Stress – one of the unavoidable ´syndromes´ of the information age. It affects every facet of our lives, from our performance at work, to our health and even our relationships with friends, family and our children.
A proven key to combat stress is balanced nutrition. The old saying, ¨You are what you eat¨ might never have been more important than in the combat against stress. The question then is, does stress affect your eating habits?
To find out, ask yourself the following questions:
Do you feel like you have to skip breakfast or other meals because you do not have time?
Do you depend on caffeine to keep you awake in the morning, and at other times of the day or night, when you are feeling low in energy?
Are you starving when you get home from a busy day of classes and other activities?
When you eat under stress, do you only choose foods that are high in salt, simple sugars, and/or fat?
Have you gained or lost weight recently due to stress eating?
Most people answers ¨yes” to at least one of these questions. Stress affects your diet and your body´s nutritional balance, and in turn, this stops you from reaching your full potential.
What is stress?
Each individual may have their own definition of stress. In general, stress is an emotionally-upsetting condition, which may be accompanied by the following symptoms:
Feeling tired or run down
Weight loss or gain
Getting angry or frustrated easily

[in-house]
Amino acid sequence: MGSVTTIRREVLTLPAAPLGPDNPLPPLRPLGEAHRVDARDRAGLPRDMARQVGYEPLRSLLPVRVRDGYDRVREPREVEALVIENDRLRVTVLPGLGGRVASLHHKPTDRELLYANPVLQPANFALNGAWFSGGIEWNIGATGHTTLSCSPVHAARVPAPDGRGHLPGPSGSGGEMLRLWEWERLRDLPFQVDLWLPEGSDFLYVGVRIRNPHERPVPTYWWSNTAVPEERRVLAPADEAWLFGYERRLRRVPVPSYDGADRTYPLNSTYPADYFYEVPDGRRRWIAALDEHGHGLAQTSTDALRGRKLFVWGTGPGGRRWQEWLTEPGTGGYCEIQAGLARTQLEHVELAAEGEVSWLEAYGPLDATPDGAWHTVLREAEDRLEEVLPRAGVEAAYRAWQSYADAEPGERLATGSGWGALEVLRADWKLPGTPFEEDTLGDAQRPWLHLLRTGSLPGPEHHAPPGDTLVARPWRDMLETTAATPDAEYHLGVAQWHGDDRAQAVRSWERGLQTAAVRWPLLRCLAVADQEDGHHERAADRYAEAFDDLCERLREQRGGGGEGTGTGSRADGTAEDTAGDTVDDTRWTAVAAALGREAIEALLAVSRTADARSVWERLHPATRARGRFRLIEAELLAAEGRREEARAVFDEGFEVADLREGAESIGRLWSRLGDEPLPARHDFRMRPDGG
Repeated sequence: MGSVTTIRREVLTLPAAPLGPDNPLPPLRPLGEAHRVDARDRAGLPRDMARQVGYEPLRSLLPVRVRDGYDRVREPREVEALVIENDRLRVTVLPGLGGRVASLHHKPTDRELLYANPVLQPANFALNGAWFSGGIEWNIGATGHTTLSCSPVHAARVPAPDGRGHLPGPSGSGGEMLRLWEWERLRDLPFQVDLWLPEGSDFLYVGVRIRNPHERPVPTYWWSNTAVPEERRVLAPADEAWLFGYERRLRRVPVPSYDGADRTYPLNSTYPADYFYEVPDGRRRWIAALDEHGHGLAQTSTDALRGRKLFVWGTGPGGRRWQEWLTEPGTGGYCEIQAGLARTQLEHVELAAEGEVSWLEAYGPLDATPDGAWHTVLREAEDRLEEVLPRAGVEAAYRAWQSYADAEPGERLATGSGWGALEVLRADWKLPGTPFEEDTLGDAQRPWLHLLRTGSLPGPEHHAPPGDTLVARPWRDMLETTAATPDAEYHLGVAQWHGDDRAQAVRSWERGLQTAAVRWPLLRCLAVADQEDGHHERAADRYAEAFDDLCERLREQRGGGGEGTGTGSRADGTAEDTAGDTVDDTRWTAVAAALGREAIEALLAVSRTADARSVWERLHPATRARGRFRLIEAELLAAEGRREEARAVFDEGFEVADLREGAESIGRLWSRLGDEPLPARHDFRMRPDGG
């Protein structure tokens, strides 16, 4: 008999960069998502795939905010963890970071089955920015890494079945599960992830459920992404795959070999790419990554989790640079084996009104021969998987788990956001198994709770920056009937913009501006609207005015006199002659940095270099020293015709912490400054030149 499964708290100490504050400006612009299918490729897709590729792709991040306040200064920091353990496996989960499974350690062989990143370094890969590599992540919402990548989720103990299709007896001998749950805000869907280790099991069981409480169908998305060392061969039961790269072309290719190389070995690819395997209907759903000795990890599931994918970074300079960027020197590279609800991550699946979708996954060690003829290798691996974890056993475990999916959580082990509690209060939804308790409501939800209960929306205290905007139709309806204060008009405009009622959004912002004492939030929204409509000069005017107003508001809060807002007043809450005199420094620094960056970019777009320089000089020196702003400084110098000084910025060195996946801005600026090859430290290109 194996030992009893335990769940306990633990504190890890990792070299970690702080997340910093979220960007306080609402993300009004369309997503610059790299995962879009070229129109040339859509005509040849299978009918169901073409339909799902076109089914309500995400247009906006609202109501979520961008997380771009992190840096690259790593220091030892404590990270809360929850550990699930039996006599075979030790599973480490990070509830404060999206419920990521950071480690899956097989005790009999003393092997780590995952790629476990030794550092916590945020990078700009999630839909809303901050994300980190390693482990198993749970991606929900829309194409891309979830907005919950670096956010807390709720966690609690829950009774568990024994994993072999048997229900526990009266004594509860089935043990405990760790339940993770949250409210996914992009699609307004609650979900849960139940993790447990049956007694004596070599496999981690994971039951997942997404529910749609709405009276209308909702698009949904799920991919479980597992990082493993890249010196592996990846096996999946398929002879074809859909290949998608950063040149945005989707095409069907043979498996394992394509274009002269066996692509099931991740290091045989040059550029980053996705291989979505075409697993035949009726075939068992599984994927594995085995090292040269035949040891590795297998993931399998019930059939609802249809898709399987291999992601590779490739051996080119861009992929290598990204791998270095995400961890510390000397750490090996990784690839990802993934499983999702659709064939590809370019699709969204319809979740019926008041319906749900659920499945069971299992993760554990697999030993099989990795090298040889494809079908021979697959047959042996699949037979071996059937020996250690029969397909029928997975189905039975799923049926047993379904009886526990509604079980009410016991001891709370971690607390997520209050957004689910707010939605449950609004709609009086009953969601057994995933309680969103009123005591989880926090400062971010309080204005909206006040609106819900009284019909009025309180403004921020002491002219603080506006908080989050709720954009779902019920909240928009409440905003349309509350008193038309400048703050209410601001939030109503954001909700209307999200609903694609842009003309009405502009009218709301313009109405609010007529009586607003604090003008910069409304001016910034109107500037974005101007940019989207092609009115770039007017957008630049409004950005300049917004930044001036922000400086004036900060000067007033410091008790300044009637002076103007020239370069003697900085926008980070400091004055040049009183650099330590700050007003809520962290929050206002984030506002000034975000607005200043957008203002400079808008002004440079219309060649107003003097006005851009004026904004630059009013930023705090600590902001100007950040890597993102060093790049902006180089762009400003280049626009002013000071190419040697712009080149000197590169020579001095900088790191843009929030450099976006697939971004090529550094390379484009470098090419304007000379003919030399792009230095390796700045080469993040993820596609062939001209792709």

Becoming more critical of yourself and others
In addition to these daily problems, stressed individuals are also more at risk to suffer from the following diseases and conditions: heart disease, stroke, diabetes, weakened immune system, digestive problems, irritable bowel syndrome (IBS) and sleep disturbances.
Effects of stress on your eating habits
Often an individual’s reaction to stress is evidenced in their eating habits. While it is more common to overeat when “stressed out,” there are those who under eat. Both habits are detrimental to the person’s overall well-being. Eating too little depletes one’s energy, and decreases the ability to focus. Eating too much tends to lead to weight gain, and often causes sluggishness (due to imbalanced blood sugar levels), which may impair one’s ability to think clearly.
Food cravings experienced under stress are not just a figment of the imagination—there is a biological basis to them. When a person experiences something stressful, their brain goes into “fight or flight” mode, and the body undergoes many changes as it prepares for physical activity, including the release of adrenaline and cortisol. These hormones help mobilize carbohydrates and fat for quick energy. When the stress is over, the cortisol acts to increase appetite so the carbohydrates and fat that should have burned while fleeing or fighting can be replaced.
Tea, coffee, alcohol, chocolate and cigarettes have similar effects as they contain substances which stimulates the release of adrenalin. This instant energy release has a downside – the body slows down digestion, repair and maintenance to channel energy into dealing with stress. As a consequence prolonged stress is associated with speeding up the ageing process, as well as increasing the risk of hormone imbalances, as well as the risk for diseases of the digestive track. By living off stimulants such as coffee and cigarettes, high sugar diets or stress itself, you increase your risk of: